Before we evaluate the way each groupuscule acted on and uniquely propagated the boogaloo narrative, it’s important to understand the social context that served as backdrop. Civil unrest erupted across America in 2020, with an unprecedented number of armed demonstrations – many attended by adherents of the Boogaloo movement and explicit accelerationist cliques. For adherents of the Boogaloo movement, ‘tyrannical’ COVID-19 government mandates, coupled with the murder of George Floyd by a white police officer, served as an acute expression of a tyrannical government preparing for a war on its populace. For accelerationists, the societal upheaval was a moment to exploit the boogaloo narrative and the Boogaloo movement represented a choice opportunity to merge revolutionary sentiment with insurrectionary actions.

Patriot Wave

Patriot Wave was a small groupuscule led by an individual known as ‘Patriot Squid’ (aka Squid), allegedly an active duty naval reservist in Virginia. For a brief period of time, the group was the literal face of the burgeoning Boogaloo movement due to their prominence at the 2020 Virginia Lobby Day 2nd Amendment protest. Yet, the inner workings of the group show that members harboured explicit accelerationist views and a review of their leaked Discord channel illuminated the channel’s fixation with neo-Nazi accelerationist content. One member of the Patriot Wave Discord server posted: “People call me antisimetic, but honestly, I don’t mind the label. People call me a nazi? I show them my atomwaffen patch.”

Patriot Wave was also the pioneer of the boogaloo ‘patriotwave’ aesthetic for memes online, often promoted by ‘Molotov’, one of its Discord server admins. The Patriot Wave aesthetic became a major feature of online Boogaloo groups, to the point that it was nearly synonymous with Boogaloo organising online. An interview from the 2020 Lobby Day shows Patriot Wave members stating that they started as a Facebook meme page and progressed to viewing themselves as the memes, hoping to “create patriots” and incite others into making the country “what you wanna see it be.” Notably, the small clique of individuals assembled with Patriot Wave that day displayed multiple symbols of deeply accelerationist nature, such as /k/ patches and the skullmask popularised by Atomwaffen Division. Patriot Wave’s meme workshop, Thicc Boog Line, also produced the first of the now dominant version of the Boogaloo flag.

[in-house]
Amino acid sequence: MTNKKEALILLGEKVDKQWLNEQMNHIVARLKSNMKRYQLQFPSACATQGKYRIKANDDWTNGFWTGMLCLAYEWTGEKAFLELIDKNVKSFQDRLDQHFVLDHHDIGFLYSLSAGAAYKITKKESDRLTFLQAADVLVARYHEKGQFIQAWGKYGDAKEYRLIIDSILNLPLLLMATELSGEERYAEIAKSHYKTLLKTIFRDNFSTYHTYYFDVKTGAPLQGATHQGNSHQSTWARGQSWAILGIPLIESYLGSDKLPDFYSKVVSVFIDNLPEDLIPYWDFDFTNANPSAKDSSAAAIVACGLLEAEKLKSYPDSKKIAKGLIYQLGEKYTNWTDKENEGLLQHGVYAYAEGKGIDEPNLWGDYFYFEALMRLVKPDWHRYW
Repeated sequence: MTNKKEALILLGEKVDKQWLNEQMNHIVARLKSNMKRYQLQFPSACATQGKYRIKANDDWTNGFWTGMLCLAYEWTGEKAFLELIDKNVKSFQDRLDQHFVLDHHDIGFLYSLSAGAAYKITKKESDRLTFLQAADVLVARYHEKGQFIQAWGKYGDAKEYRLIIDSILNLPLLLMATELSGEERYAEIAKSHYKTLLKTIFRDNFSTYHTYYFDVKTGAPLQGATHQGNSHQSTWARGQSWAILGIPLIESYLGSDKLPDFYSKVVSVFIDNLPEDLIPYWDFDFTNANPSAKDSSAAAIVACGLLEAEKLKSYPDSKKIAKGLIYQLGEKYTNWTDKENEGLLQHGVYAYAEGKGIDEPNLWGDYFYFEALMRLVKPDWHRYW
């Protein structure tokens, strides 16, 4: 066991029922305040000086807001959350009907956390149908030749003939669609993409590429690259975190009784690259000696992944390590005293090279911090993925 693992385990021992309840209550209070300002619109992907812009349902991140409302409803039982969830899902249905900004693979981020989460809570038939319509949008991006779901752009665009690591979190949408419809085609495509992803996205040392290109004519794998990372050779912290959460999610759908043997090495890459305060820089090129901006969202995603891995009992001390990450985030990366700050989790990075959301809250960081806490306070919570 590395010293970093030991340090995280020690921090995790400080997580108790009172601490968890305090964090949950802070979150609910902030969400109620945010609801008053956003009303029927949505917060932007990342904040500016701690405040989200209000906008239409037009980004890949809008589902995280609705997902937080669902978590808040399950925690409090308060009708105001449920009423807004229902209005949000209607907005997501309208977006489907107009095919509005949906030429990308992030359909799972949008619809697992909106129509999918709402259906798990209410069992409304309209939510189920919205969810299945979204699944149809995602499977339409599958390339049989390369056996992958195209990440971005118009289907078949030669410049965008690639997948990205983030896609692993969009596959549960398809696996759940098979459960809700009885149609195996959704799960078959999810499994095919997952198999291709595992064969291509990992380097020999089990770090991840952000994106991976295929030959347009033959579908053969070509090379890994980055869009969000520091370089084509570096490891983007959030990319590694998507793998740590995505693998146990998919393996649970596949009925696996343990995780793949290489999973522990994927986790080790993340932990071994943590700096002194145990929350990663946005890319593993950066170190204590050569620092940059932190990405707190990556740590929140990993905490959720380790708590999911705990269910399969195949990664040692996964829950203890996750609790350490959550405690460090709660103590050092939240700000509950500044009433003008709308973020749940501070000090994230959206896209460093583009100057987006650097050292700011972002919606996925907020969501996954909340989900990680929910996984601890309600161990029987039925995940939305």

Mike Dunn

Mike Dunn broke onto the Boogaloo scene in the second wave of Boogaloo organising and activism. Defined by a stated intent to be ideologically and racially inclusive, this wave was instrumental in mainstreaming Boogaloo views among a younger generation of anti-authority gun enthusiasts that sought partnerships with social justice movements like Black Lives Matter (BLM). Entities like the Unity Coalition became the flagship of these efforts to co-opt and exploit social justice protests. Yet Dunn, like Patriot Squid, clearly displayed insurrectionary accelerationist sympathies and symbols.

Dunn held extensive contacts to much of the national Boogaloo presence, including claiming to have personally known Boogaloo martyr Duncan Lemp. One contact, Cameron Rankin of Austin, TX, was arrested on prohibited persons firearms violations and had been in frequent contact with Ivan Hunter, a skull mask-wearing individual that fired into a police precinct in Minneapolis in 2020. Rankin was also filmed encouraging BLM protestors to burn the police precinct, but not the Alamo. A member of Rankin’s Austin groupuscule attended the protest that day wearing a skull mask. Additionally, Dunn was in contact with Barry Croft prior to Croft’s arrest for his role in the Boogaloo groupuscule Wolverine Watchmen’s plot to kidnap and execute Governor Gretchen Whitmer. Dunn also claims to have been in contact with Stephen Carrillo, the active-duty Air Force Boogaloo adherent that murdered multiple federal officers in 2020.

Dunn’s most recent group, Last Sons of Liberty, attended the 2021 Virginia Lobby Day wearing the Boogaloo’s customary Hawaiian shirts, but with multiple members wearing skull masks. A 29 January 2021 Twitter post by Dunn, visually reminiscent of the Patriot Wave aesthetic, contained a meme with text stating “those who defend tyrants are tyrants themselves.” On the post, Dunn wrote “#burnitdown.” Another from 2 February 2021 stated “I am 100 percent a revolutionary. Im [sic] not here to preach peace and happiness. Im [sic] about Unity and war with the current issue.”